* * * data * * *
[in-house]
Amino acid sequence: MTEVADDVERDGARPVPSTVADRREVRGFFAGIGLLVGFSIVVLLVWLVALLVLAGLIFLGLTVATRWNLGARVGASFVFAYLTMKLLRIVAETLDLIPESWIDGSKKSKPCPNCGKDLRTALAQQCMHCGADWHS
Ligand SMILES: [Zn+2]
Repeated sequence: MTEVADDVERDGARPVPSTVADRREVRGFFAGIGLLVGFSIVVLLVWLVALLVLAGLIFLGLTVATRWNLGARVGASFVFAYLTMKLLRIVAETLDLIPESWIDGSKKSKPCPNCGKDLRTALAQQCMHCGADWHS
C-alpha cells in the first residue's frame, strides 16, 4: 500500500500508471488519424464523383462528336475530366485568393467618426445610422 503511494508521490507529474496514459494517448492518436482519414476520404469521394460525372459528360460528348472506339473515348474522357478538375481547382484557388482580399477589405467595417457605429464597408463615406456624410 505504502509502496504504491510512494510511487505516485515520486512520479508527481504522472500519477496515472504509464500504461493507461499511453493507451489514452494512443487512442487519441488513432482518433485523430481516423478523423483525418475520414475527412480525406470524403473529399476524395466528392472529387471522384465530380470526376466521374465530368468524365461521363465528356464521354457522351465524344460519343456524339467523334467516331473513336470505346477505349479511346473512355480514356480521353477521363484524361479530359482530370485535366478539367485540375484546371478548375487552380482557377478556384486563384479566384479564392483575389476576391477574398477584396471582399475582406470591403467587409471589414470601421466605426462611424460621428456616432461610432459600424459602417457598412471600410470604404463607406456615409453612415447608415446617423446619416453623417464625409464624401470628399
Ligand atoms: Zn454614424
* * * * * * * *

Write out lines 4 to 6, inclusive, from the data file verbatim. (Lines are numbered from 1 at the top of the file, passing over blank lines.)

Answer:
Repeated sequence: MTEVADDVERDGARPVPSTVADRREVRGFFAGIGLLVGFSIVVLLVWLVALLVLAGLIFLGLTVATRWNLGARVGASFVFAYLTMKLLRIVAETLDLIPESWIDGSKKSKPCPNCGKDLRTALAQQCMHCGADWHS
C-alpha cells in the first residue's frame, strides 16, 4: 500500500500508471488519424464523383462528336475530366485568393467618426445610422 503511494508521490507529474496514459494517448492518436482519414476520404469521394460525372459528360460528348472506339473515348474522357478538375481547382484557388482580399477589405467595417457605429464597408463615406456624410 505504502509502496504504491510512494510511487505516485515520486512520479508527481504522472500519477496515472504509464500504461493507461499511453493507451489514452494512443487512442487519441488513432482518433485523430481516423478523423483525418475520414475527412480525406470524403473529399476524395466528392472529387471522384465530380470526376466521374465530368468524365461521363465528356464521354457522351465524344460519343456524339467523334467516331473513336470505346477505349479511346473512355480514356480521353477521363484524361479530359482530370485535366478539367485540375484546371478548375487552380482557377478556384486563384479566384479564392483575389476576391477574398477584396471582399475582406470591403467587409471589414470601421466605426462611424460621428456616432461610432459600424459602417457598412471600410470604404463607406456615409453612415447608415446617423446619416453623417464625409464624401470628399
Ligand atoms: Zn454614424